Publications

Over the years, Sierra Club of Canada has posted many of its publications to the web in both html and pdf formats. If a publication isn't listed here, it may be available in a print version. Contact us at info@sierraclub.ca if you can't find what you're looking for.
2010-09-28   |   View this publication   |   Ontario Chapter, Water, Safe Food and Sustainable Agriculture, Water Quality, Wilderness and Species Conservation, Oceans, Atmosphere & Energy, Health & Environment, Protecting Biodiversity
The summer wrap-up edition of Sanctuary leads off with a piece by Sierra Club Ontario’s new Chapter Coordinator Kristina Jackson on the timely subject of clean energy. Other pressing topics featured include commentary on the 2010 G-20 Toronto Summit, issues surrounding the implementation of a gasfired generator in the Township of King, and a piece discussing the importance of forging green alliances. Please also take time to read the Chair’s column on the value of connecting to nature, and note that the deadline for nominations to the Chapter Executive Committee election is October 15.
2010-09-01   |   View this publication   |   Alberta Tar Sands and Mackenzie River Delta, Chinook Group, Climate Change, Forests, Prairie Chapter, The Boreal Forest, Toxic Sludge, Water, Energy Onslaught, Forests and Biodiversity, Toxics Awareness and Education, Water Quality, Wilderness and Species Conservation, Toxics, Atmosphere & Energy, Health & Environment, Protecting Biodiversity
On August 31st, 2010, a study which was led by University of Alberta researchers was published in the journal Proceedings of the National Academy of Sciences, which conclusively shows that numerous highly toxic pollutants are being released into the Athabasca River and its tributaries by the development of the oil sands. The levels exceeded both federal and provincial government guidelines. The report is available for download here.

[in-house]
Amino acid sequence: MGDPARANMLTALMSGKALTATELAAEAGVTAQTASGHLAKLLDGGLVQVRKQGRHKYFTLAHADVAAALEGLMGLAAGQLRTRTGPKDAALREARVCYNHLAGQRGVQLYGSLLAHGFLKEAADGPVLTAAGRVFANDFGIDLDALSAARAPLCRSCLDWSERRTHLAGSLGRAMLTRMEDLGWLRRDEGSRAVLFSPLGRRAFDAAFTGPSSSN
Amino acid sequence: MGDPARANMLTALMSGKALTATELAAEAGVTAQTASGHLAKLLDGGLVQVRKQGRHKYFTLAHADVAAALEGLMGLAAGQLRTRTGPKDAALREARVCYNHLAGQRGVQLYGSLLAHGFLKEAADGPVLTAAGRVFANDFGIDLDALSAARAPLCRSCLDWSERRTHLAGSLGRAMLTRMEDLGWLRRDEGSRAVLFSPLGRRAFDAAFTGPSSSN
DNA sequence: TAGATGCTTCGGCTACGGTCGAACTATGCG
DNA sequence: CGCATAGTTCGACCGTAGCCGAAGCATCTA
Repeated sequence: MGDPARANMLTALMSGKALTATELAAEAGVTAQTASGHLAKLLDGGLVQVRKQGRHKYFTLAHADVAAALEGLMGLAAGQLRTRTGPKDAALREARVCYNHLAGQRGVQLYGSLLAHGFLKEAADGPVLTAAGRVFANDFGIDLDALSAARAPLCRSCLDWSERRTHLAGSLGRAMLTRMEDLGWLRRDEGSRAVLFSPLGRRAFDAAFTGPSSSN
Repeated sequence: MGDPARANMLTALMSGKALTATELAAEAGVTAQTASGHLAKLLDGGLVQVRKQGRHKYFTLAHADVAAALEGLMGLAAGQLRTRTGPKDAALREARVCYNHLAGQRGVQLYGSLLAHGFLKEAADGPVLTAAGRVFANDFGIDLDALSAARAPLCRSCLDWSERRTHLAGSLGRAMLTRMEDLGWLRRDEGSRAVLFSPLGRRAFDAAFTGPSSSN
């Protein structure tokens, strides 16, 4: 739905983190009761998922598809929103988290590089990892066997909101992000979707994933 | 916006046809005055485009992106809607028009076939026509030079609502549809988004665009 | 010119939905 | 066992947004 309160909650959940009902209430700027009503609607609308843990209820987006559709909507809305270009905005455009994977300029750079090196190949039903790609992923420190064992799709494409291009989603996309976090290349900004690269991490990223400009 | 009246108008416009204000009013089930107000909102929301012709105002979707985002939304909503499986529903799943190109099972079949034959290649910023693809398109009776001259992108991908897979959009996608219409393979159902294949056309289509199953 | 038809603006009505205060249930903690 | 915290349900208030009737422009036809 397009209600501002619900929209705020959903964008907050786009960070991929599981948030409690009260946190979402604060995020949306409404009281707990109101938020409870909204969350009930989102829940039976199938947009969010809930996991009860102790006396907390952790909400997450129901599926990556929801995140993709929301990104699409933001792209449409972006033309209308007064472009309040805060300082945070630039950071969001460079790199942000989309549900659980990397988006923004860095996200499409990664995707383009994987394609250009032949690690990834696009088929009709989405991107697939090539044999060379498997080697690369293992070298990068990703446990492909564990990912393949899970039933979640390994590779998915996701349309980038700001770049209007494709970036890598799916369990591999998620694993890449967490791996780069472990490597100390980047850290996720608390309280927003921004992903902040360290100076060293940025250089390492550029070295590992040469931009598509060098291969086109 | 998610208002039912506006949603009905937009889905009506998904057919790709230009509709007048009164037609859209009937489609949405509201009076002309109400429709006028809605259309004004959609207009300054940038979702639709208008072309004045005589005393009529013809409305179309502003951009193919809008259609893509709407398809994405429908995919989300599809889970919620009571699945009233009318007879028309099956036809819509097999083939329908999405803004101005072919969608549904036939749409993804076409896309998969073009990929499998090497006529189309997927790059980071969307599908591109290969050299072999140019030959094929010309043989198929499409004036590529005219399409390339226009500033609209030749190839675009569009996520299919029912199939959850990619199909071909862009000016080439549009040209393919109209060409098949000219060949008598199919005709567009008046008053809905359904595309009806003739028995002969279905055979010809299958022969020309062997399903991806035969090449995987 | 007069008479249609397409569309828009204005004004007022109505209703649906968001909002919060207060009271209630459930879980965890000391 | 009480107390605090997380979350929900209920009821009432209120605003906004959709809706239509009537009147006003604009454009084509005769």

2010-08-31   |   View this publication   |   Atlantic Chapter, Climate Change, Atmosphere & Energy
Executive Summary The existing greenhouse emission targets are weaker than required according to the latest science and the existing strategies did not deliver the expected results.  We make a number of specific policy recommendations to change this: Five directions of action: 1. Education– take advantage of the educational capacity at MUN and in environmental NGOs – in the latter: urgent need for project and base funding. 2. Research–need to “localize” the general knowledge and global models of climate change; need for project and base funding. 3. Putting price on carbon– best: carbon tax; must be revenue-neutral. 4. Financial incentives: -  distributed renewable energy generation: should be supported with feed-in-tariffs, loan guarantees and improvements to the transmission lines; a viable alternative to spending $600 million to install scrubbers at Holyrood power plant; - energy efficiency for homes and vehicles; - can be sustained politically and financially in the long term by recognizing all spin-offs (financial and social) of energy efficiency and renewable energy.
2010-08-12   |   View this publication   |   Atlantic Chapter, Forests, Toxics, Health & Environment, Protecting Biodiversity, Transition to Sustainable Economy
 This is the Agenda for the Annual Gathering for Sierra Club Atlantic Chapter! Register today!
2010-08-06   |   View this publication   |   none
I present arguments in  favour of the small-scale, community owned, renewable energy generation in Newfoundland and Labrador.  I identify current bottlenecks in  the development of the distributed energy generation in the province and list necessary conditions that have to be met in order to move forward. Most of the arguments would apply to other provinces in Canada as well. Dr. Piotr Trela, SCC- Atlantic Region; Atlantic Canada Sustainable Energy Coalition.
2010-08-03   |   View this publication   |   Atlantic Chapter, Water, Water Conservation, Health & Environment, Transition to Sustainable Economy
  While the Sierra Club Canada – Atlantic Canada Chapter supports rate restructuring of water, waste water and storm utilities in the interest of improved management and sustainability, the current rate structure application does not sufficiently address questions of efficient allocation of resources, adequate revenues over time, and increased innovation and conservation.

            

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